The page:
Moby Dick: or, the White Whale by Herman Melville
My rating: 5 of 5 stars
Moby Dick took me by surprise! I didn’t make the opportunity to read it in high school, since it was never assigned, and I wasn’t as much of a book worm then as I am now. I’m so glad I finally made time for this book.
Melville’s exquisite pontification of all things whale is simply astonishing. The story itself could have been told with very little detail lost in one quarter of the words. Indeed the story itself could have simply have been wrapped up neatly as a short story. But the masterpiece that is Moby Dick is much more than the sum of it’s parts. Melville’s command of the English language is second to none as also is his knowledge of all matters leviathan and literature. And while he uses tall words, most chapters are thankfully short and pithy.
When we learn about the theme of Moby Dick in our youth, we simply can’t imagine what all the fuss is about, especially in these days when whales are seen a simple, serene sea mammals who were nearly driven to extinction not many decades past. But in the age this book was set, whales and whaling was a much different subject. Whales were both better known and less understood. By saying that they were less understood in no way diminishes what was understood of the whale in that time. There was a surprising great deal understood about them. But it seems so far fetched in our modern imagination that this would be a significant topic for a book. All you have to do it read the book and that view will be forever shattered.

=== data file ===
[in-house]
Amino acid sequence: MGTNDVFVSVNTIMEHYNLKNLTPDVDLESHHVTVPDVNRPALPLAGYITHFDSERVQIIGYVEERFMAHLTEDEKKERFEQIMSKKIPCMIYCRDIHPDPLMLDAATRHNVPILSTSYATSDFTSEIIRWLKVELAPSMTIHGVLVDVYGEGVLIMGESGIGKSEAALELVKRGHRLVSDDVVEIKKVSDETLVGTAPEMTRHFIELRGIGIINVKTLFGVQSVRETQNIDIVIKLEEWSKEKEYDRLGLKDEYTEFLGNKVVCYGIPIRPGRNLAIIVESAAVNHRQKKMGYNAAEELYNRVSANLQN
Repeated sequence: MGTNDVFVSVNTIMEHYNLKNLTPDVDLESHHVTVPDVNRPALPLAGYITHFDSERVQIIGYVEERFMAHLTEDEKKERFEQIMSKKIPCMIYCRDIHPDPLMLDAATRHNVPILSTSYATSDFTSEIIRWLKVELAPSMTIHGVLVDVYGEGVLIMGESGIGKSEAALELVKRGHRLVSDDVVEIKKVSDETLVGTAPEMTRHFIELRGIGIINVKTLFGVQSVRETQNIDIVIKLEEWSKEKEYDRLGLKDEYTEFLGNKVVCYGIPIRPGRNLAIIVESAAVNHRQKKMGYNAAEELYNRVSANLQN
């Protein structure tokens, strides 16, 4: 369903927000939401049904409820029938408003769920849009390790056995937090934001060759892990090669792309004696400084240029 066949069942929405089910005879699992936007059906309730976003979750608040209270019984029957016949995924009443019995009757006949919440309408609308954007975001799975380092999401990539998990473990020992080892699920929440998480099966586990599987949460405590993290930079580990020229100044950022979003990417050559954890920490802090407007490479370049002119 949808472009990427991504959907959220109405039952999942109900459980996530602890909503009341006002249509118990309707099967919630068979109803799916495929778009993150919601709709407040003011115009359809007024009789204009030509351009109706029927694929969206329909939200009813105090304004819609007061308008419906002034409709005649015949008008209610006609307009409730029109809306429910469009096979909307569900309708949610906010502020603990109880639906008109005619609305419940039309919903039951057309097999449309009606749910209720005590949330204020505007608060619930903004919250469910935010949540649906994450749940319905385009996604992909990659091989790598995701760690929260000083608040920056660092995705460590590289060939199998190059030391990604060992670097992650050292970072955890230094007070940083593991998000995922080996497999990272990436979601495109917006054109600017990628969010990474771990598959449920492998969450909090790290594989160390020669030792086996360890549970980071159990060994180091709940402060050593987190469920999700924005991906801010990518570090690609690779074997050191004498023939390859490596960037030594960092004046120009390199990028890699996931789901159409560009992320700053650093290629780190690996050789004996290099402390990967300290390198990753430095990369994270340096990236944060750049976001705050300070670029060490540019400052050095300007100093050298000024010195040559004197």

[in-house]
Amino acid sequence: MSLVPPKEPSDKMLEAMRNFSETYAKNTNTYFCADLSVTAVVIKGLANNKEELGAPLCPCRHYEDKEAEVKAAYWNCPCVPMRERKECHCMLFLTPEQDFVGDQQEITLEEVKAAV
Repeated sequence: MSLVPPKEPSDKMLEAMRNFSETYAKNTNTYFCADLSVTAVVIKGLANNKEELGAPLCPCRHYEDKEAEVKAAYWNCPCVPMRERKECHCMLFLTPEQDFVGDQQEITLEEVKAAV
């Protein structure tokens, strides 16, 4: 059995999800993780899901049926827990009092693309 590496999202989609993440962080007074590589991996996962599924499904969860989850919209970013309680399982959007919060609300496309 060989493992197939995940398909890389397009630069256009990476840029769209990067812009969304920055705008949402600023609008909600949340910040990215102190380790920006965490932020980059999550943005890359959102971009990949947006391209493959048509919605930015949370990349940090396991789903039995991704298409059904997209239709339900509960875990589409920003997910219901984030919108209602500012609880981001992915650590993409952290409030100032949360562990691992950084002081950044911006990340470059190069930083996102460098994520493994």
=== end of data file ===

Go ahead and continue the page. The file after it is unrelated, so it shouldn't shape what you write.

I’m writing as though the subject of the whale is all Moby Dick is about. But of course it is not. The rich veins of deposited meaning could be mined for a lifetime and never fail.
I’m going to re-read Moby Dick. This is a book that deserves to be read and re-read slowly.